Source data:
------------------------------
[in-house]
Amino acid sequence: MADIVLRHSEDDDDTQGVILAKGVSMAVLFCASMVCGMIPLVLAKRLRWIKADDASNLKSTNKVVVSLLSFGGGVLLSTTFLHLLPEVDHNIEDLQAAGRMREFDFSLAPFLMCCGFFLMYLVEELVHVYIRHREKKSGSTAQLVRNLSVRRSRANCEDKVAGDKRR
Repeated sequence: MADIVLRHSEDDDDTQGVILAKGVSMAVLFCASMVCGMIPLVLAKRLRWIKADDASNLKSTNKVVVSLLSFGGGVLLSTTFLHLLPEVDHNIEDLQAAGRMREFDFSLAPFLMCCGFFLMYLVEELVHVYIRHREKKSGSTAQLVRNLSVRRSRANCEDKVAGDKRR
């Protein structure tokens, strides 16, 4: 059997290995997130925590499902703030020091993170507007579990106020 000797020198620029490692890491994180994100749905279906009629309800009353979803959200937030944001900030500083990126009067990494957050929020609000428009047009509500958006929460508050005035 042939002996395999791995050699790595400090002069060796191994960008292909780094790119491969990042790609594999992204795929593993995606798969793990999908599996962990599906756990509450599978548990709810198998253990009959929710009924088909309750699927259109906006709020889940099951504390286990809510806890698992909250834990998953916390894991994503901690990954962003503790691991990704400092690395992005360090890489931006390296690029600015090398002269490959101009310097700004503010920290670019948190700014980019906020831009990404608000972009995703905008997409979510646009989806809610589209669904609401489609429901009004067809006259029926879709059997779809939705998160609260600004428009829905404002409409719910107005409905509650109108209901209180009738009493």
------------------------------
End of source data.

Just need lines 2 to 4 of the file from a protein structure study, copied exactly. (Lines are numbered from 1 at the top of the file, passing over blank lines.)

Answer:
Amino acid sequence: MADIVLRHSEDDDDTQGVILAKGVSMAVLFCASMVCGMIPLVLAKRLRWIKADDASNLKSTNKVVVSLLSFGGGVLLSTTFLHLLPEVDHNIEDLQAAGRMREFDFSLAPFLMCCGFFLMYLVEELVHVYIRHREKKSGSTAQLVRNLSVRRSRANCEDKVAGDKRR
Repeated sequence: MADIVLRHSEDDDDTQGVILAKGVSMAVLFCASMVCGMIPLVLAKRLRWIKADDASNLKSTNKVVVSLLSFGGGVLLSTTFLHLLPEVDHNIEDLQAAGRMREFDFSLAPFLMCCGFFLMYLVEELVHVYIRHREKKSGSTAQLVRNLSVRRSRANCEDKVAGDKRR
């Protein structure tokens, strides 16, 4: 059997290995997130925590499902703030020091993170507007579990106020 000797020198620029490692890491994180994100749905279906009629309800009353979803959200937030944001900030500083990126009067990494957050929020609000428009047009509500958006929460508050005035 042939002996395999791995050699790595400090002069060796191994960008292909780094790119491969990042790609594999992204795929593993995606798969793990999908599996962990599906756990509450599978548990709810198998253990009959929710009924088909309750699927259109906006709020889940099951504390286990809510806890698992909250834990998953916390894991994503901690990954962003503790691991990704400092690395992005360090890489931006390296690029600015090398002269490959101009310097700004503010920290670019948190700014980019906020831009990404608000972009995703905008997409979510646009989806809610589209669904609401489609429901009004067809006259029926879709059997779809939705998160609260600004428009829905404002409409719910107005409905509650109108209901209180009738009493």